Objectives. We examined racial/ethnic disparities in highly active antiretroviral therapy (HAART) use and whether differences are moderated by substance use or insurance status, using data from the Women's Interagency HIV Study (WIHS). Methods. Logistic regression examined HAART use in a longitudinal cohort of women for whom HAART was clinically indicated in 2005 (N = 1354). Results. Approximately 3 of every 10 eligible women reported not taking HAART. African American and Hispanic women were less likely than were White women to use HAART. After we adjusted for potential confounders, the higher likelihood of not using HAART persisted for African American but not for Hispanic women. Uninsured and privately insured women, regardless of race/ ethnicity, were less likely than were Medicaid enrollees to use HAART. Although alcohol use was related to HAART nonuse, illicit drug use was not. Conclusions. These findings suggest that expanding and improving insurance coverage should increase access to antiretroviral therapy across racial/ethnic groups, but it is not likely to eliminate the disparity in use of HAART between African American and White women with HIV/AIDS.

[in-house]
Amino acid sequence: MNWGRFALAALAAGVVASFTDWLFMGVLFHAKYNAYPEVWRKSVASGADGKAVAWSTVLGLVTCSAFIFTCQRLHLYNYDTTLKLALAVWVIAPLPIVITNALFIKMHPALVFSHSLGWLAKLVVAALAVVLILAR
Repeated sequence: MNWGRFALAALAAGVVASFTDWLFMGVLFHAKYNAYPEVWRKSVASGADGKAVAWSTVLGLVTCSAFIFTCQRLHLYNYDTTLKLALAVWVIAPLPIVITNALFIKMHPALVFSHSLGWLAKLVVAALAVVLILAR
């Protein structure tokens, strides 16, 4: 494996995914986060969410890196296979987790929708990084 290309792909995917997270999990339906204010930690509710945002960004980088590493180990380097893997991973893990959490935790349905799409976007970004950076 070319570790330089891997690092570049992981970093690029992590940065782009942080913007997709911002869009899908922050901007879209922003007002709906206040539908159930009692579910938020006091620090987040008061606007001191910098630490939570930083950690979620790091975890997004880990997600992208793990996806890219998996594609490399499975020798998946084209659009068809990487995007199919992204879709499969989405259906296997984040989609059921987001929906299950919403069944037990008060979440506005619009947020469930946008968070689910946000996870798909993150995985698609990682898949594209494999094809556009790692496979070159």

ASJC Scopus subject areas
- Public Health, Environmental and Occupational Health